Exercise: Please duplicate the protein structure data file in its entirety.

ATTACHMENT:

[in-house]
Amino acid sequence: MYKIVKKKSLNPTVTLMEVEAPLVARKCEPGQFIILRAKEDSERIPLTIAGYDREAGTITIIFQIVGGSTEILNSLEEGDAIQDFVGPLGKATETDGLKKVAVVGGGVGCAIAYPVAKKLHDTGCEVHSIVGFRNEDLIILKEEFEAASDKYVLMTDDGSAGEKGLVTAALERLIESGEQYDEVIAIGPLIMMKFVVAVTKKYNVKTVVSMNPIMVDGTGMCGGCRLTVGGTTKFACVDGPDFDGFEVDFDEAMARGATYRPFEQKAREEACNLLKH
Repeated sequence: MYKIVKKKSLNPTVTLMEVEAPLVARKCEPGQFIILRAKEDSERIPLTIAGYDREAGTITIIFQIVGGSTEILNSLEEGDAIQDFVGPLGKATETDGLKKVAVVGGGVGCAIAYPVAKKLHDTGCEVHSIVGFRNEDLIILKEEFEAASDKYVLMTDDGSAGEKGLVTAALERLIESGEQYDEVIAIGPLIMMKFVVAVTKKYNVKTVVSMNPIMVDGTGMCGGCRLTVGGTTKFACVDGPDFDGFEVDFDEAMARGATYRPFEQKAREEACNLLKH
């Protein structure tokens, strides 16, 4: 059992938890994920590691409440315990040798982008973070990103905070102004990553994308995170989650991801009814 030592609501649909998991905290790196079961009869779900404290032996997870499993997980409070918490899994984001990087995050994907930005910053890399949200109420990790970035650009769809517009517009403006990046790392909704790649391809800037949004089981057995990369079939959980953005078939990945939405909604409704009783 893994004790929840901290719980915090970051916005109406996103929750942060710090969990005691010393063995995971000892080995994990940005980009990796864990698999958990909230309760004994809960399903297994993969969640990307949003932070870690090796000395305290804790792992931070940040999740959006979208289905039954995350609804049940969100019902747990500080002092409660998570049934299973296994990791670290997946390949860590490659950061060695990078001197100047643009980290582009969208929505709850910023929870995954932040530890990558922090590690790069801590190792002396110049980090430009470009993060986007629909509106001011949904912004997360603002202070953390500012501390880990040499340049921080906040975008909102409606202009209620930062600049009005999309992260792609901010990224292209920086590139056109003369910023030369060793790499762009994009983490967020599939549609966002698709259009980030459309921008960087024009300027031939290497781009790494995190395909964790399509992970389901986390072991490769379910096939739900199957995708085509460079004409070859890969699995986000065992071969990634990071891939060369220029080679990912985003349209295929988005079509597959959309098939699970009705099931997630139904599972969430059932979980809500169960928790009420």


[in-house]
Amino acid sequence: MYKIVKKKSLNPTVTLMEVEAPLVARKCEPGQFIILRAKEDSERIPLTIAGYDREAGTITIIFQIVGGSTEILNSLEEGDAIQDFVGPLGKATETDGLKKVAVVGGGVGCAIAYPVAKKLHDTGCEVHSIVGFRNEDLIILKEEFEAASDKYVLMTDDGSAGEKGLVTAALERLIESGEQYDEVIAIGPLIMMKFVVAVTKKYNVKTVVSMNPIMVDGTGMCGGCRLTVGGTTKFACVDGPDFDGFEVDFDEAMARGATYRPFEQKAREEACNLLKH
Repeated sequence: MYKIVKKKSLNPTVTLMEVEAPLVARKCEPGQFIILRAKEDSERIPLTIAGYDREAGTITIIFQIVGGSTEILNSLEEGDAIQDFVGPLGKATETDGLKKVAVVGGGVGCAIAYPVAKKLHDTGCEVHSIVGFRNEDLIILKEEFEAASDKYVLMTDDGSAGEKGLVTAALERLIESGEQYDEVIAIGPLIMMKFVVAVTKKYNVKTVVSMNPIMVDGTGMCGGCRLTVGGTTKFACVDGPDFDGFEVDFDEAMARGATYRPFEQKAREEACNLLKH
């Protein structure tokens, strides 16, 4: 059992938890994920590691409440315990040798982008973070990103905070102004990553994308995170989650991801009814 030592609501649909998991905290790196079961009869779900404290032996997870499993997980409070918490899994984001990087995050994907930005910053890399949200109420990790970035650009769809517009517009403006990046790392909704790649391809800037949004089981057995990369079939959980953005078939990945939405909604409704009783 893994004790929840901290719980915090970051916005109406996103929750942060710090969990005691010393063995995971000892080995994990940005980009990796864990698999958990909230309760004994809960399903297994993969969640990307949003932070870690090796000395305290804790792992931070940040999740959006979208289905039954995350609804049940969100019902747990500080002092409660998570049934299973296994990791670290997946390949860590490659950061060695990078001197100047643009980290582009969208929505709850910023929870995954932040530890990558922090590690790069801590190792002396110049980090430009470009993060986007629909509106001011949904912004997360603002202070953390500012501390880990040499340049921080906040975008909102409606202009209620930062600049009005999309992260792609901010990224292209920086590139056109003369910023030369060793790499762009994009983490967020599939549609966002698709259009980030459309921008960087024009300027031939290497781009790494995190395909964790399509992970389901986390072991490769379910096939739900199957995708085509460079004409070859890969699995986000065992071969990634990071891939060369220029080679990912985003349209295929988005079509597959959309098939699970009705099931997630139904599972969430059932979980809500169960928790009420």